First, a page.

How can we build confidence?
• “As learners talk through a problem, or as they ‘talk their
way to understanding’, they are developing the ‘thinking’
tools for later problem-solving – tools which will eventually
become internalised and construct the resources for
independent thinking” (Hammond & Gibbons, 2005, p. 15)
Considerations for dialogic approach
in similar contexts
• Establishment of collective, supportive classroom talk and purposeful teacher
• Changes in student confidence, engagement, willingness to ask questions and “to
take risks with English and…give expression to [their] voice” (Adoniou & Macken-
Horarik 2007, p. 13)
• Remember that we are working together on the first steps towards critical
Thankyou for listeningJ
• Alexander, R. J. (2018). Developing Dialogic Teaching: genesis, process, trial. Research Papers in Education, 33(5), 1-38. doi: doi.org/10.1080/02671522.2018.1481140
• Australian Curriculum Assessment and Reporting Authority. (2018). “F-10 curriculum: General capabilities”. Sydney, Australia: Australian Curriculum Assessment and Reporting
Authority. Retrieved 21 October, 2018 from https://www.australiancurriculum.edu.au/f-10-curriculum/general-capabilities/critical-and-creative-thinking/
• Adoniou, M., & Macken-Horarik, M. (2007). Scaffolding literacy meets ESL: Some insights from ACT classrooms. TESOL in Context, 17(1), 5.
• Alexander, R. (2008) Towards dialogic teaching (4th ed). New York: Dialogos.
• Alexander, R. (2008b) Essays on pedagogy. New York: Routledge.
• Alexander, R. (2018) Dialogic teaching in brief. Retrieved 31 October, 2018 from https://www.robinalexander.org.uk/wp-content/uploads/2012/10/Dialogc-teaching-in-brief-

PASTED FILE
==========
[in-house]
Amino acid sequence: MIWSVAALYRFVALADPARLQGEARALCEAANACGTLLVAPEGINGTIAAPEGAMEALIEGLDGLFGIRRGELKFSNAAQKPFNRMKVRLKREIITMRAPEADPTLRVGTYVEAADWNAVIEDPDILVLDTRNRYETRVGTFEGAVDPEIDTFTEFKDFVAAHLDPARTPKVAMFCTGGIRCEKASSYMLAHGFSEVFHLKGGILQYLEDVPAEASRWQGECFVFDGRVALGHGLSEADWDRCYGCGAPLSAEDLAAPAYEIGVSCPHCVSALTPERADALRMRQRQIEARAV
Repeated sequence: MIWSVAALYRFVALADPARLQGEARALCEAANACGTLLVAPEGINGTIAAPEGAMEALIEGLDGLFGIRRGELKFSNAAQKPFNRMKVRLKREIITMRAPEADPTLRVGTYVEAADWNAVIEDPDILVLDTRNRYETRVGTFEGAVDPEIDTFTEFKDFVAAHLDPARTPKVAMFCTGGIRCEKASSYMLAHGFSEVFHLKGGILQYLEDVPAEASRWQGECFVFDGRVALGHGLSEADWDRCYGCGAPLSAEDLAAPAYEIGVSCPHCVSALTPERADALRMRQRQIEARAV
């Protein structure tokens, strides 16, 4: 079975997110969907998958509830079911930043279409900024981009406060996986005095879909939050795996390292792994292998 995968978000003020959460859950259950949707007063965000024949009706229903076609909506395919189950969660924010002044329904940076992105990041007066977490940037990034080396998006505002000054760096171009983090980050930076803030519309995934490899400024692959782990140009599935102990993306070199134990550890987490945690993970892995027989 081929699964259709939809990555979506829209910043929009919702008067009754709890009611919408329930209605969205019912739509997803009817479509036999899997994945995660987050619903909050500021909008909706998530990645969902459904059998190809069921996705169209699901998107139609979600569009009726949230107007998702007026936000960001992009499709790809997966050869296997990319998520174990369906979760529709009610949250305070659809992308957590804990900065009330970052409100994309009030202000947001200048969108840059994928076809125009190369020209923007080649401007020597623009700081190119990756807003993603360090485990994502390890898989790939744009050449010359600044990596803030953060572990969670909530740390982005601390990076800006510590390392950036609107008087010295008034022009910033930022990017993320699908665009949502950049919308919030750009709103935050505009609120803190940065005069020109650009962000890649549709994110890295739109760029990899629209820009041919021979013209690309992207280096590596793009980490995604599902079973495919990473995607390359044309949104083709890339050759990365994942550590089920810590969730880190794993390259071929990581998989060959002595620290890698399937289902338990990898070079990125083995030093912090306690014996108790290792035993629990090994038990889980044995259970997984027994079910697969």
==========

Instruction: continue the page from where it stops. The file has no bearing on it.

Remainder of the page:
• Chen, H. (2018) Investigating the teaching of argumentative writing in culturally diverse contexts. Paper presented at the 13th University of Sydney TESOL Research Network
Colloquium, September 2018. Sydney, Australia.
• DeCapua, A. (2018). Culture myths: Applying second language research to classroom teaching. Ann Arbor, MI: University of Michigan Press.
• Gibbons, P. (2006). Bridging discourses in the ESL classroom. London, England: Continuum.
• Hammond, J. & Gibbons, P. (2005) “What is scaffolding?” Teachers’ Voices. NCLTR
• Mann, S., & Walsh, S. (2017). Reflective practice in English language teaching : Research-based principles and practices. New York: Routledge.
• Mohammed-Marzouk, M. R. (2012) Teaching and Learning in Iraq: A Brief History. The Educational Forum, 76(2), 259-264. doi: 10.1080/00131725.2011.653869
• Myhill, D. (2006). “Talk, talk, talk: Teaching and learning in whole class discourse.” Research Papers in Education 21(1), 19–41.
• Naidoo, L., Wilkinson, J., Adoniou, M., & Langat, K. (2018). Refugee Background Students Transitioning Into Higher Education: Navigating Complex Spaces. Singapore: Springer.
• Nystrand, M. (1997). Opening dialogue: Understanding the dynamics of language and learning in the English classroom. Language and literacy series. Williston, VT: Teachers
• Playsted, S. (2018). Self-reflective teaching journal. Toowoomba, Australia.
• Resnick, L. B., Michaels, S., & O’Connor, C. (2010). “How (Well-structured) Talk Builds the Mind.” In From Genres to Context: New Discoveries about Learning from Education
Research and Their Applications, edited by R. Sternberg and D. Preiss, 163–194. New York: Springer.
Presentation from ALAA Conference University of Wollongong November 2018